Linux on the desktop used to be a badge of honour for geeks who basked in a crappy graphical interface and lack of commercial software alternatives - not so anymore. I recently tested POP OS, an Ubuntu-based distro tuned for coders, scientists and other people that bash on keyboards daily, and it really is a viable alternative to the Windows / Mac OS machines. Running Docker, VS Code (or Atom), Blender, GIMP, Inkscape, and other creative tools is a cinch, and they work just a nicely as their paid-for counterparts. Got a spare laptop lying around that doesn't meet the Docker requirements for Windows? Tired of the whacky shared-volume slowdowns of Mac OS? Put Bionic Beaver on it, and get happy!
- Shared hosting is for Suckers
I got sucked into the promise of cheap domain names and easy shared hosting management that accompanied GoDaddy's famous Superbowl ads, and I'll admit to using their managed Wordpress hosting service in the past - but I have seen the light, and it's not here.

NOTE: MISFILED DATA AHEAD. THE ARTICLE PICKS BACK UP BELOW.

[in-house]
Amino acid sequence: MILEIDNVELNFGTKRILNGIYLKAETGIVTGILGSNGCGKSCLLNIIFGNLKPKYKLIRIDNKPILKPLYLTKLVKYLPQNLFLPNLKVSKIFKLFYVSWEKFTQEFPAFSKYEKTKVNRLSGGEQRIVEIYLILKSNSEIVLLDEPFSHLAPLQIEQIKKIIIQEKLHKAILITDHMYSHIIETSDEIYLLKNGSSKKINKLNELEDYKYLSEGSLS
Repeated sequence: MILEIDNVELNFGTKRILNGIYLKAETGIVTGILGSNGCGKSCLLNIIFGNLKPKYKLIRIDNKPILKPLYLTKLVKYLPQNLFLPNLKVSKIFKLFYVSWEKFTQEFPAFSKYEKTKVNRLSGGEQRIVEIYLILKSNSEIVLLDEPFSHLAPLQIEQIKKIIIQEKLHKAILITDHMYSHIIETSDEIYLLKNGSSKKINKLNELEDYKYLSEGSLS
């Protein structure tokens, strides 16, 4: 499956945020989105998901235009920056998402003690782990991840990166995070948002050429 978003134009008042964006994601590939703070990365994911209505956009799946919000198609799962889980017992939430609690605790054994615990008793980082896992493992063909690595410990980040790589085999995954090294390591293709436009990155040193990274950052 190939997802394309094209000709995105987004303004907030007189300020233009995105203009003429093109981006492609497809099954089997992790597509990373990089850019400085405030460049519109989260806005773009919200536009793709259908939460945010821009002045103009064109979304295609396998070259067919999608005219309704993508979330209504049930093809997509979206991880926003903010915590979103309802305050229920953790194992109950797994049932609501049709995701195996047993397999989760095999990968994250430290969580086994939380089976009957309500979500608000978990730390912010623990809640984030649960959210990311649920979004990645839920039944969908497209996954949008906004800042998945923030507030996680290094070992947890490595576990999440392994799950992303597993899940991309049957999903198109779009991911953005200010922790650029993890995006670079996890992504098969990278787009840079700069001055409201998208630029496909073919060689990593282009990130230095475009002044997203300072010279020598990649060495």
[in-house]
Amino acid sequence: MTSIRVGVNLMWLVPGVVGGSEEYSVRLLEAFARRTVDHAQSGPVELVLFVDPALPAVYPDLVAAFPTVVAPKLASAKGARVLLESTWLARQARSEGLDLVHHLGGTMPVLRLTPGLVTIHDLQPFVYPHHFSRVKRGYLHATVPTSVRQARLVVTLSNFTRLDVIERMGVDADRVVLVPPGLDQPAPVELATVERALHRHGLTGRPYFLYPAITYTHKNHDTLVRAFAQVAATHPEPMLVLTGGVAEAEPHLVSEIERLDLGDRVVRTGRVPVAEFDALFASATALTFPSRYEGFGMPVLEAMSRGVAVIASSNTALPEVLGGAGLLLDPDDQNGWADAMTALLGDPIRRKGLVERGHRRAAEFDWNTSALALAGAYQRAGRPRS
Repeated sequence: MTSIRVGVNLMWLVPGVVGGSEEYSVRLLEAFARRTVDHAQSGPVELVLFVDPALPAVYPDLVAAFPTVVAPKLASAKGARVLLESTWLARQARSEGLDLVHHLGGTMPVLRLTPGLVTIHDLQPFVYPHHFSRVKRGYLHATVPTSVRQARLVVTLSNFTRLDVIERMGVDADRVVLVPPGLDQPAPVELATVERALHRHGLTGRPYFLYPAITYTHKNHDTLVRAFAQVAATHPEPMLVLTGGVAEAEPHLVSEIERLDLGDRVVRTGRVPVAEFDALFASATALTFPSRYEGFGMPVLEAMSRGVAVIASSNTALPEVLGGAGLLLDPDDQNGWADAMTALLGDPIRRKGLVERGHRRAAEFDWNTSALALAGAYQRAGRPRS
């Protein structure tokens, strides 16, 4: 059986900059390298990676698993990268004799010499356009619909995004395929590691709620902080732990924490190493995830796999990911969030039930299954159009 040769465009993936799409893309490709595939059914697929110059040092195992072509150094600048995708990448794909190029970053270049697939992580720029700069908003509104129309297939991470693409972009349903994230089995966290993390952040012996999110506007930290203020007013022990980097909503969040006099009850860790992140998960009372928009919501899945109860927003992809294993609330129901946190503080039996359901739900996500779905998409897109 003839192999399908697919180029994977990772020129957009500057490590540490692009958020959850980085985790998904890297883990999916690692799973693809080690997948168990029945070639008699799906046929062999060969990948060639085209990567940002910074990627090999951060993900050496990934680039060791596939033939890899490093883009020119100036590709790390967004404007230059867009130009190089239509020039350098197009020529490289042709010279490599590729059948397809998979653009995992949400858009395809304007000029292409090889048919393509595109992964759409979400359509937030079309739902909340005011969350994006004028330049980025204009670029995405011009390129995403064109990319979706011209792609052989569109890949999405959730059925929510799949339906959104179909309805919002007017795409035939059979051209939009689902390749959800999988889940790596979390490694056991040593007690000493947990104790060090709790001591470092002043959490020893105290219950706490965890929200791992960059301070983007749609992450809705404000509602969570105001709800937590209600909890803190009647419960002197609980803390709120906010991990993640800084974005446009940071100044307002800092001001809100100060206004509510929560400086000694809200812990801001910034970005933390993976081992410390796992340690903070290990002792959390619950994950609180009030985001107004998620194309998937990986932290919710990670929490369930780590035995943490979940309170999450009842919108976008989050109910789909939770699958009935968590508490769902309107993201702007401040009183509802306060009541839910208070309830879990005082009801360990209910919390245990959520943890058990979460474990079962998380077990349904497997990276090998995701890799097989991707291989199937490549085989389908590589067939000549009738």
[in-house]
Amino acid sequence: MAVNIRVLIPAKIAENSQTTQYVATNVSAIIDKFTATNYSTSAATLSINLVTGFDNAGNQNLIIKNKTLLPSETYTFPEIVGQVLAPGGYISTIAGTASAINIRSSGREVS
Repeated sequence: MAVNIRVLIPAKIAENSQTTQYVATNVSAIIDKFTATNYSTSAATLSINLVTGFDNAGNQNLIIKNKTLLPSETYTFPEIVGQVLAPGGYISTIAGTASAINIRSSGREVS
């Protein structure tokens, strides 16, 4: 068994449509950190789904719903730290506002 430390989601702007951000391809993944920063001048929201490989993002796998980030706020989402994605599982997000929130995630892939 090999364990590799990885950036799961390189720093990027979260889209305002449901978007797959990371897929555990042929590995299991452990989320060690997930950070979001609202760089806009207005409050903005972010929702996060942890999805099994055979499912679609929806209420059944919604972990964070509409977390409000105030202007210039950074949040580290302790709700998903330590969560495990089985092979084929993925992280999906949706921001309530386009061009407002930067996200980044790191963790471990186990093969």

Cloud-based hosting from services like Digital Ocean, Amazon Lightsail or Linode are incredibly cheaper, photons faster and miles more stable than the usual Cpanel-induced-cruft offered by Dreamhost, HostGator or other bottom-feeders. The catch? You'll need to administer the machine yourself, which is out of the reach of most generalists. If your applications are primarily PHP-based, using a service like serverpilot.io is the best of both worlds - check out their integration with Digital Ocean in particular (their documentation is amazing) - A++
- Move over Sketch, Adobe's on your heels
One of the major excuses for staying on Mac OS was the support for niche applications that were only available on Apple's sacred platform. Sketch (a prototyping tool which arguably replaced Adobe Photoshop as the standard design app) was only available in Mac OS, with no competitor in sight. Adobe has been steadily gaining ground with Adobe XD - it's cross-platform, can open sketch files and keeps getting better by the month. Linux users can open Sketch files with Gravit Designer.